Finding the poetry in ordinary life.
My grandparents live in a tidy white house in backcountry Pennsylvania. It’s the same house where they raised my mother, and it sits on the same acre of land, with the same linoleum in the kitchen, and the same green carpet. An hour’s walk along back roads in any direction reveals grim countryside, with little to see besides repair shops and small houses — some clean and some junky — and the occasional muddy farmyard.
Sometime in high school, my sisters and I decided that my grandparents’ lifestyle was hopelessly boring. My grandpa drives disabled folk to work, and my grandma volunteers at a nursing home. In her spare time, my grandma cooks or cleans or reads historical fiction, and my grandpa tends the garden, hammers in his workshop, or snores in his easy chair (he doesn’t care for books). After dinner, they sit together on the porch for an hour or two, and then they watch the evening news and go to bed.
Lately, I have begun to think my grandparents know something I don’t. Simple as they are, they have this on all of us: they are two of the most contented people I have ever known.
Here is the difference between them and me, and plenty of others in my generation. Behind all our striving — our high achieving, our snobbiness and artsiness, and even our good old Netflix shows — aren’t we driven by a kind of boredom?
Maybe we feel rootless, or placeless, or just alone in a world of 9 billion other people, where we must either distinguish ourselves or slip through the cracks. For whatever reason, we feel the need to pin life down, carve it with our hands out of the stretches of chaos. Our quests for an elusive GPA, for identity, for “atmosphere,” and our world travels; these could be our way of strapping on life jackets so as not to be swallowed by the void.
The philosopher Martin Heidegger argued that boredom, the ennui people cover with busyness and entertainment, is the disease of the modern age. According to Heidegger, this kind of boredom is merely a doubting of the sufficiency of present, ordinary life.
During Christmas and spring breaks from my job, when I become a proper stay-at-home-mom, I always have a day or two of existential panic. Few things are more terrifying than the long, empty spaces of an afternoon. And there’s not a chance my two rambunctious preschoolers will let me fill those spaces with my favorite meaningful pursuits. No, it’s cleaning, and playgrounds, and Curious George stories, for hours on end. Suddenly, the placid homeschooling moms I know look like heroes. On the order of Hercules.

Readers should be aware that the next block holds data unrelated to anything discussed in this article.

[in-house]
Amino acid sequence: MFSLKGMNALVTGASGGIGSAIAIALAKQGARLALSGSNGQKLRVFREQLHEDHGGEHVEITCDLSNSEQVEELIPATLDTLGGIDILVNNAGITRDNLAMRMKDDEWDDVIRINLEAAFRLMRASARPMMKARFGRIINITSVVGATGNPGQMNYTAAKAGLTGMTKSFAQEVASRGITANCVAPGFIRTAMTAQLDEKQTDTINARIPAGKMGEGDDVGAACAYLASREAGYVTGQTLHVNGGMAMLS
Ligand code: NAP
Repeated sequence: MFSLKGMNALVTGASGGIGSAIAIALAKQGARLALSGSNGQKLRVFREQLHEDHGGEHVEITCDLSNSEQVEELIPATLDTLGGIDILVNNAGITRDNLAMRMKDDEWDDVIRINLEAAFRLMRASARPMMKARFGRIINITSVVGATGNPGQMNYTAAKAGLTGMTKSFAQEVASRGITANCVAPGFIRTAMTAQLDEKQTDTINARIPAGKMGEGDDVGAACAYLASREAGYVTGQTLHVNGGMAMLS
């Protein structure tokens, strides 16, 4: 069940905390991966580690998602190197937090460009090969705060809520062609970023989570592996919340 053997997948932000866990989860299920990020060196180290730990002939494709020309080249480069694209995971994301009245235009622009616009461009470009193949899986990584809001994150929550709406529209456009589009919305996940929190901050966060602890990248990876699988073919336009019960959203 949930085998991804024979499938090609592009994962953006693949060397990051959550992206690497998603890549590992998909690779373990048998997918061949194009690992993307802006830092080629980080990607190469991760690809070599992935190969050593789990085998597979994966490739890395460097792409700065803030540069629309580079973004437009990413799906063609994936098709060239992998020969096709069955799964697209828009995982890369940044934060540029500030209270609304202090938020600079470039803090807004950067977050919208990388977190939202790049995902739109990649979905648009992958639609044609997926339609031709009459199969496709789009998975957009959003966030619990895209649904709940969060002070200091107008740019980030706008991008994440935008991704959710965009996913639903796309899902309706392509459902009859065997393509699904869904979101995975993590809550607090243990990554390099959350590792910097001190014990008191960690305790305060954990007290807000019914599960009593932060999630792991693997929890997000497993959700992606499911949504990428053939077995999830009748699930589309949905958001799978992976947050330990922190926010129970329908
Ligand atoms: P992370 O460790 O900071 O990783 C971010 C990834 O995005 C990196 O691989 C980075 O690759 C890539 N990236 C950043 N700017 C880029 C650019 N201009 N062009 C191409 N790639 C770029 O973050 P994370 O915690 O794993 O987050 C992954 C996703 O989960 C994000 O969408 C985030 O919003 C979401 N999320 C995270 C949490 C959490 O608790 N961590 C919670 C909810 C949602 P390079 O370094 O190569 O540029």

But really, those moms have probably learned what my grandparents knew without having to read a treatise by Heidegger. For my grandparents, there is no void to be grappled with. There is no meaning to be shaped from the chaos by Herculean willpower. There is instead the fullness of each day, and their love of the familiar places, things, and tasks that await them: the garden, and the elderly people, and the comfortable easy chair, and meat-and-potatoes, and gossip on the front porch at dusk. There is no fear of wasting time. Because to them, life is not waiting to be created but is already there, in the present moment of whatever they are doing.
It’s not just the young and drifting who suffer boredom with the world. You’ll find artists and academics who envision their job as crafting meaning in a meaningless world. But the best artists are the ones humble enough to see it the other way around. Instead of seeing life as insufficient to art, they assume their art is insufficient to the fullness of life.
In the middle of his most glorious poetry, T.S. Eliot laments the way “Words strain, / Crack and sometimes break, under the burden, / Under the tension, slip, slide, perish, / Decay with imprecision, will not stay in place, / Will not stay still.” This paradoxical strain runs all through Eliot’s Four Quartets, insisting that the world has a life that poetry is only trying to approximate; and that the present moment is something so real that words may draw us away from it.
Katherine Anne Porter once wrote,
I have never known an uninteresting human being, and I have never known two alike.
To believe this about people, places, and moments is a kind of faith, a kind of joy. Joy is a posture toward the world, just as love is a posture toward people. When you begin calling people and places boring, you probably need to get re-oriented. You might start by visiting some simple old folks at home. Failing that, you could explore some humble (and sublime) writers, like T.S. Eliot, Gerard Manley Hopkins, and Annie Dillard. Who else would you recommend?
Liz Horst studied music and English literature at Grove City College and now lives in Maryland with her husband and two children. While working from home, Liz has found a precarious balance for her many loves. Besides writing and editing for the Play channel at Humane Pursuits, she runs a Suzuki violin studio and serves as executive director for the Eliot Society, a nonprofit in Washington, D.C.